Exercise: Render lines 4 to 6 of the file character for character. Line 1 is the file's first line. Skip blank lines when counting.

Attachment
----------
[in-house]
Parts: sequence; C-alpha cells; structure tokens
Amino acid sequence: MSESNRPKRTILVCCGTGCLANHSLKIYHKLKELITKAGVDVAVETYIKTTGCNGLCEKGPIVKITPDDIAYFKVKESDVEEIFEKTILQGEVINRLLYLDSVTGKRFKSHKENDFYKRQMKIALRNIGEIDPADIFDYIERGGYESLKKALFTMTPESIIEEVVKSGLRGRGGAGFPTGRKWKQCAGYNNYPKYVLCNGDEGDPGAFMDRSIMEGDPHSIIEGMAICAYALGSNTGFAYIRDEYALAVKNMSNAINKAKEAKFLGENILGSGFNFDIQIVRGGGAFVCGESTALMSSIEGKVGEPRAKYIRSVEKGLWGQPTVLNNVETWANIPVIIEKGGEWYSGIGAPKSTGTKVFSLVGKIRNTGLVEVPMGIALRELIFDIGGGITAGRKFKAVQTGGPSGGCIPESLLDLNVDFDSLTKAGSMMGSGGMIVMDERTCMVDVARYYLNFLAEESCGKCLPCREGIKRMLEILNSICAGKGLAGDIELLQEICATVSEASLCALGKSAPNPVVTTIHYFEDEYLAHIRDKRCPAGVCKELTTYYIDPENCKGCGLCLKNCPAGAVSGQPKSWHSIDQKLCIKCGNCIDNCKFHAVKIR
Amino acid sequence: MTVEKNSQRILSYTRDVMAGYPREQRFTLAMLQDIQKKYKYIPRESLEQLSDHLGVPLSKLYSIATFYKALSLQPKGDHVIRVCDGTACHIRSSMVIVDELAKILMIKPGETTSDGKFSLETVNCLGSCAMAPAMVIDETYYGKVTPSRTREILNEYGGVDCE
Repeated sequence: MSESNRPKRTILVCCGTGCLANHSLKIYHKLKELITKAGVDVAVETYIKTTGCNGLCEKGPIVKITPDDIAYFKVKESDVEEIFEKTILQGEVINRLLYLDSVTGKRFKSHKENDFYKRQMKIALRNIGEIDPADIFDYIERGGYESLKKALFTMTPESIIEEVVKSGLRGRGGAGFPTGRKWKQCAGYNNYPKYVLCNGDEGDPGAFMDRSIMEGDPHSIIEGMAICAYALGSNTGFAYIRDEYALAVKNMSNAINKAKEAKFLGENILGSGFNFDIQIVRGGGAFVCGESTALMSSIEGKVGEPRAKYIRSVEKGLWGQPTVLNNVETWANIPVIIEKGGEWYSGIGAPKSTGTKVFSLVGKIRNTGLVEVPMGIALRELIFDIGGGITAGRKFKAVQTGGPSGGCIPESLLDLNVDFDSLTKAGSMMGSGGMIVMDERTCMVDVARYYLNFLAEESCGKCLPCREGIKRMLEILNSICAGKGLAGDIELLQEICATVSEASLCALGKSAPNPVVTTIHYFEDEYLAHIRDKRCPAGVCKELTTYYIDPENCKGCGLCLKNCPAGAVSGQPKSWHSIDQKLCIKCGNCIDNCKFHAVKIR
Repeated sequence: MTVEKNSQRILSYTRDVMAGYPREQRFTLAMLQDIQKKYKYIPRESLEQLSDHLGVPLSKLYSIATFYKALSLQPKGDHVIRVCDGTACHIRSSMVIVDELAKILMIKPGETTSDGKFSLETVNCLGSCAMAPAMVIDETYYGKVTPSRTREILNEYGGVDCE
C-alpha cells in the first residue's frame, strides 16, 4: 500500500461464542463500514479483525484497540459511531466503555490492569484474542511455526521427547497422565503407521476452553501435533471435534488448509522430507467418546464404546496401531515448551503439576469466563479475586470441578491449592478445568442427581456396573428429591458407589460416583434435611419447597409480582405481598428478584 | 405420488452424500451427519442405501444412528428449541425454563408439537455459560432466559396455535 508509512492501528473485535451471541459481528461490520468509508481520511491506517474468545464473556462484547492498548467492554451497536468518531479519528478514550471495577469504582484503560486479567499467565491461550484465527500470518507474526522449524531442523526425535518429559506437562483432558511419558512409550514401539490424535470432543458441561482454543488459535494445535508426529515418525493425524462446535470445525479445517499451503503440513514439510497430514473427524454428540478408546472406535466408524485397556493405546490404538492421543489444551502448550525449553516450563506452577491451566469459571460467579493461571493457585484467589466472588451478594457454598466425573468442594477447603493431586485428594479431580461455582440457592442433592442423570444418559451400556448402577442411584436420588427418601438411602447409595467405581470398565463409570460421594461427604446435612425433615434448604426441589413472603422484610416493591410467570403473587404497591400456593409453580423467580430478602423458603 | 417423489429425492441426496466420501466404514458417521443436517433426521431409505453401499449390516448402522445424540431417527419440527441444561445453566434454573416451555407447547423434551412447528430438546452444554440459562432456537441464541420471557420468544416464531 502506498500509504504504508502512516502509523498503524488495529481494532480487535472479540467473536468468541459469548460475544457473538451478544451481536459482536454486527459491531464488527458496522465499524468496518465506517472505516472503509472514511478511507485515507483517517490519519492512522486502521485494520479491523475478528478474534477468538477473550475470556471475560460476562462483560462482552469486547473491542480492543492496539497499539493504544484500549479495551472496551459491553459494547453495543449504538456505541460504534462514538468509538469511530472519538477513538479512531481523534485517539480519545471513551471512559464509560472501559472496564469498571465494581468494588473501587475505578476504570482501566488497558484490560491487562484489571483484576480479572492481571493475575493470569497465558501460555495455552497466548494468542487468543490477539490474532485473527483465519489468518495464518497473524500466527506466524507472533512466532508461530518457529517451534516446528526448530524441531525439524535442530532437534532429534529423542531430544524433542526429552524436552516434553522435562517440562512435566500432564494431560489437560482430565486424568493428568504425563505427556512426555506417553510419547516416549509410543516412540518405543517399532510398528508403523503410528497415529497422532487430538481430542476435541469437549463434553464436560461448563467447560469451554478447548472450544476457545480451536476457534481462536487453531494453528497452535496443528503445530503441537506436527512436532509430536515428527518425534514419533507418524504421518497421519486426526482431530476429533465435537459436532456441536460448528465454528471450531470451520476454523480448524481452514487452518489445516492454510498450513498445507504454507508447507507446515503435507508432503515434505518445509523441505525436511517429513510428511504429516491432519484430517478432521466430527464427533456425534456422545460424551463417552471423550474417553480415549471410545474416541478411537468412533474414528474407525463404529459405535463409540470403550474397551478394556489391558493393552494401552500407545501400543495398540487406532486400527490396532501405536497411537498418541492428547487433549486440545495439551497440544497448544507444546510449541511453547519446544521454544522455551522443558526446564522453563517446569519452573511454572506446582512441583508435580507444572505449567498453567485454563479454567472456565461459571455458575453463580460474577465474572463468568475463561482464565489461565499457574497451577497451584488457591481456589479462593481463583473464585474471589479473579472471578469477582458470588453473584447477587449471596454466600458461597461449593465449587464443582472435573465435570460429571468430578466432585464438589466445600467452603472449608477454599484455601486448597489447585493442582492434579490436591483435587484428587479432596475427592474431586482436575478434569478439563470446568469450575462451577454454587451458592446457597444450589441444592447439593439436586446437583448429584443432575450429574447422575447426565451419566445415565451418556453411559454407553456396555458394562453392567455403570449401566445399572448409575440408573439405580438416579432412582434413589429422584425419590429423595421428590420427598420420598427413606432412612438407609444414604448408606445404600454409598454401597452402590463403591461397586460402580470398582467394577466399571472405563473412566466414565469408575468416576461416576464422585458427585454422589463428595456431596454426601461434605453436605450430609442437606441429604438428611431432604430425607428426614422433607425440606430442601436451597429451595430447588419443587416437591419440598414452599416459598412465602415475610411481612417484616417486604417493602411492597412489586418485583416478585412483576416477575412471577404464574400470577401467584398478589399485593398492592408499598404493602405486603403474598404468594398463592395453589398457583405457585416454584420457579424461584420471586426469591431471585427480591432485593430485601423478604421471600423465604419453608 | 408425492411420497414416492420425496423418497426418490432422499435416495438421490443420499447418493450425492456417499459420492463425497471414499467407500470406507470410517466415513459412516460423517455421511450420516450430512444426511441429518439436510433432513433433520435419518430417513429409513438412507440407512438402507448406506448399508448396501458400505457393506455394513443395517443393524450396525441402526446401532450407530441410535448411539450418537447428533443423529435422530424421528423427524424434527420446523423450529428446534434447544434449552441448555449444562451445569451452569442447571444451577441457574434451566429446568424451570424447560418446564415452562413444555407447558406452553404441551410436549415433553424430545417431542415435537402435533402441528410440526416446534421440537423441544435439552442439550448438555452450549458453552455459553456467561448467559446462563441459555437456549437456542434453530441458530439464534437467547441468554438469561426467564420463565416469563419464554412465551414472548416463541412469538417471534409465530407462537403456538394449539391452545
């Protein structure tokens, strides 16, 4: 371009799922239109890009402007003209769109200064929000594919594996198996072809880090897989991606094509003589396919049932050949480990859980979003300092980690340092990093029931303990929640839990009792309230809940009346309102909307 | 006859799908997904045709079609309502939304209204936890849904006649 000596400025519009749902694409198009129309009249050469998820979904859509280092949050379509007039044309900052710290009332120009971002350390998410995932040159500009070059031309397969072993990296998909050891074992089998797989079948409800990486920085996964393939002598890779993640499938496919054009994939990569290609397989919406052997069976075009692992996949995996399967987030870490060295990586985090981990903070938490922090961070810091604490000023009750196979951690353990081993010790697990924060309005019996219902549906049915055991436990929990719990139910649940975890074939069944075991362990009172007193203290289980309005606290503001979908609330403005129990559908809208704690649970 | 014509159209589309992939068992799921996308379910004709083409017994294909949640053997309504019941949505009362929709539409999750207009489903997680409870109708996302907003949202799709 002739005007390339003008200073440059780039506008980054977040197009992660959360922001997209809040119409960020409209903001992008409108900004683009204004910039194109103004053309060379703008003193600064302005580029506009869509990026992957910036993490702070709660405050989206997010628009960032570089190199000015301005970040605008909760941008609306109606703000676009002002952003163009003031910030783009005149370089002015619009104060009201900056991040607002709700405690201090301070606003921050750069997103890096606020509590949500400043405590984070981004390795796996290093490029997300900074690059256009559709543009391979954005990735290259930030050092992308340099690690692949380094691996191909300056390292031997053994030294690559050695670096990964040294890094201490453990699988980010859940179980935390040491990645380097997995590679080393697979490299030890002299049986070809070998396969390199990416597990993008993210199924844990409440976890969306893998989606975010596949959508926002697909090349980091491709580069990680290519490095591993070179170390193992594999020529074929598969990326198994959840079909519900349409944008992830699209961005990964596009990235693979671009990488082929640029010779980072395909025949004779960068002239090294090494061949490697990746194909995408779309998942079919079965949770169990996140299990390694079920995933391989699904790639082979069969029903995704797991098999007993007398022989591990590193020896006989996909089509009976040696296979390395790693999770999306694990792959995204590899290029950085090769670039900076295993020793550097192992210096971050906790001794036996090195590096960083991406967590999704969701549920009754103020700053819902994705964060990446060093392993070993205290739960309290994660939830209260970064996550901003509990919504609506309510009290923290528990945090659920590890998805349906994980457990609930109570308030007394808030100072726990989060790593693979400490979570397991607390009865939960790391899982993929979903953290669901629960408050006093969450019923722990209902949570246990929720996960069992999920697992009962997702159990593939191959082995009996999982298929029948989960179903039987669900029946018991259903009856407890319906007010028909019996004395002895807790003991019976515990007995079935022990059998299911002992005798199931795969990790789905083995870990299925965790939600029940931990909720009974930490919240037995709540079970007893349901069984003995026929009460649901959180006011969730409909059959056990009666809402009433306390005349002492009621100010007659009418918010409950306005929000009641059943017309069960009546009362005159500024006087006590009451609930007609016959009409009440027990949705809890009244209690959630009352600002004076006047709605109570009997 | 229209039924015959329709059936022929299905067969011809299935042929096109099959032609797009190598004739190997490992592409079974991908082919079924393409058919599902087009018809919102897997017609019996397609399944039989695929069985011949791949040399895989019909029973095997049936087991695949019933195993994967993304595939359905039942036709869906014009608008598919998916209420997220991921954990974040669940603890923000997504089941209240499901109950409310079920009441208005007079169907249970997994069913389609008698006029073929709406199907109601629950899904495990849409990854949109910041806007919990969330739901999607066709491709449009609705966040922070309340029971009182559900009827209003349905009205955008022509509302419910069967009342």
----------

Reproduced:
Amino acid sequence: MTVEKNSQRILSYTRDVMAGYPREQRFTLAMLQDIQKKYKYIPRESLEQLSDHLGVPLSKLYSIATFYKALSLQPKGDHVIRVCDGTACHIRSSMVIVDELAKILMIKPGETTSDGKFSLETVNCLGSCAMAPAMVIDETYYGKVTPSRTREILNEYGGVDCE
Repeated sequence: MSESNRPKRTILVCCGTGCLANHSLKIYHKLKELITKAGVDVAVETYIKTTGCNGLCEKGPIVKITPDDIAYFKVKESDVEEIFEKTILQGEVINRLLYLDSVTGKRFKSHKENDFYKRQMKIALRNIGEIDPADIFDYIERGGYESLKKALFTMTPESIIEEVVKSGLRGRGGAGFPTGRKWKQCAGYNNYPKYVLCNGDEGDPGAFMDRSIMEGDPHSIIEGMAICAYALGSNTGFAYIRDEYALAVKNMSNAINKAKEAKFLGENILGSGFNFDIQIVRGGGAFVCGESTALMSSIEGKVGEPRAKYIRSVEKGLWGQPTVLNNVETWANIPVIIEKGGEWYSGIGAPKSTGTKVFSLVGKIRNTGLVEVPMGIALRELIFDIGGGITAGRKFKAVQTGGPSGGCIPESLLDLNVDFDSLTKAGSMMGSGGMIVMDERTCMVDVARYYLNFLAEESCGKCLPCREGIKRMLEILNSICAGKGLAGDIELLQEICATVSEASLCALGKSAPNPVVTTIHYFEDEYLAHIRDKRCPAGVCKELTTYYIDPENCKGCGLCLKNCPAGAVSGQPKSWHSIDQKLCIKCGNCIDNCKFHAVKIR
Repeated sequence: MTVEKNSQRILSYTRDVMAGYPREQRFTLAMLQDIQKKYKYIPRESLEQLSDHLGVPLSKLYSIATFYKALSLQPKGDHVIRVCDGTACHIRSSMVIVDELAKILMIKPGETTSDGKFSLETVNCLGSCAMAPAMVIDETYYGKVTPSRTREILNEYGGVDCE